He is in Kondengui central prison, known for overcrowding, poor sanitation and inadequate food supplies, and is said to be in poor physical and mental health, and has been denied medical treatment, Amnesty International said.

The human rights group said it considers him a prisoner of conscience, imprisoned only because of his “real or perceived sexual orientation” and called on authorities to make sure he’s not a victim of poor treatment, harassment or violence.

New Maps Likely To Help Georgia GOP

ATLANTA, Aug. 15 (UPI) — New rules for the Georgia Senate likely will quicken passage of political maps favoring the Republican majority, observers say.

The rules, in effect only during the special session, expected to last at least a few weeks, won passage Monday, The Atlanta Journal-Constitution reported.

The rules do away with the required two-thirds vote to send a bill to the House the same day it’s approved in the Senate and allow two readings of a bill on the same day instead of having to wait 24 hours.

The changes also establish tighter requirements for introducing proposed changes to legislative and congressional districts, the Journal-Constitution said.

Proposed new maps for Georgia’s political districts will be the focus Tuesday when House and Senate redistricting committees meet for the first time since the release of draft maps last week.

It’s no small matter for lawmakers, given minor changes in political maps can decide the fate of their careers, the Journal-Constitution noted.

Also Monday, state lawmakers paid respects to Rep. Bobby Franklin, R-Marietta, who was found dead at his home July 26. He was 56.

Egg Cholesterol Depends On What Hen Eats

TEL AVIV, Israel, Aug. 15 (UPI) — How much cholesterol eggs give a person depend on what the hen laying the eggs eats, researchers in Israel say.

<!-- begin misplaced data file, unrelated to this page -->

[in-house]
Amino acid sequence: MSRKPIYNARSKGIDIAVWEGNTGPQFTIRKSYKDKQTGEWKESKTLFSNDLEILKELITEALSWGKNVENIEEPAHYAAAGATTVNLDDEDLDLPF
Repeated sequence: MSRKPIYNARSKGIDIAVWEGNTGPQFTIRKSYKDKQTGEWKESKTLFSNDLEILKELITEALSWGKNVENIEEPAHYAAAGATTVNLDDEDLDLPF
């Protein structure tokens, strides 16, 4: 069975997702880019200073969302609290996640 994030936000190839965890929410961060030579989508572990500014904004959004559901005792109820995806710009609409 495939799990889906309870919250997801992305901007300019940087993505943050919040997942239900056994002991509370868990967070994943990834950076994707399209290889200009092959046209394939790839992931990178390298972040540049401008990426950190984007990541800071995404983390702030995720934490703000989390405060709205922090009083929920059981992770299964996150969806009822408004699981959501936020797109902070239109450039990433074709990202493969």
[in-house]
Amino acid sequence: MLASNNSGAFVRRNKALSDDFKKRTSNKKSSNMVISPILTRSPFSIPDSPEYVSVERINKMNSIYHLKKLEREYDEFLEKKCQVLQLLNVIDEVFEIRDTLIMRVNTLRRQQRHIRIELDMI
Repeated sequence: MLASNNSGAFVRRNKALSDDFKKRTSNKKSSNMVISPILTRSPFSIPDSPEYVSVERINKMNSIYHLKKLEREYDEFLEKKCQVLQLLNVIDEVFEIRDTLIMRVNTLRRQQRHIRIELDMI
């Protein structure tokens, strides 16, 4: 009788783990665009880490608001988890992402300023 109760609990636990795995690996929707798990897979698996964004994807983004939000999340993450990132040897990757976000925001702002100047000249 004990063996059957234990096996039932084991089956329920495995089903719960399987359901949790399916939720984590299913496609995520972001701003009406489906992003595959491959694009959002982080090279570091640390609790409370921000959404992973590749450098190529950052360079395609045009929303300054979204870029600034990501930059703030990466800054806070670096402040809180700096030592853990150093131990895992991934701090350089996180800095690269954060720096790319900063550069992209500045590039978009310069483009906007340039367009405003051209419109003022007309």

Dr. Niva Shapira of Tel Aviv University’s School of Health Professions and colleagues designed feeds that were high in antioxidants and lower in omega-6 fatty acids, based on wheat, barley and milo.

The specialized feed was given to young hens who had not yet accumulated omega-6 fatty acids in their tissues, and the composition of their eggs was then tested. Once the desired composition of low omega-6 and high antioxidant eggs was achieved they were given to study participants, who were instructed to eat two of these special eggs daily.

Another group ate daily two standard grocery store eggs and another group ate only two to four standard grocery store eggs.

The study, published in the Journal of Agricultural and Food Chemistry, found daily consumption of two industry-standard eggs — high in omega-6 — caused a 40 percent increase in low density lipoprotein, the “bad” cholesterol oxidizability in participants.

However, eating two per day of the specially composed eggs, with both high antioxidant and low omega-6 levels, LDL oxidation levels were similar to the control group eating only two to four eggs a week, the study said.

Eggs high in omega-6 fatty acids heighten cholesterol’s tendency to oxidize, which forms dangerous plaque in arteries, Shapira said.

Man Sentenced In Iran Missile Plot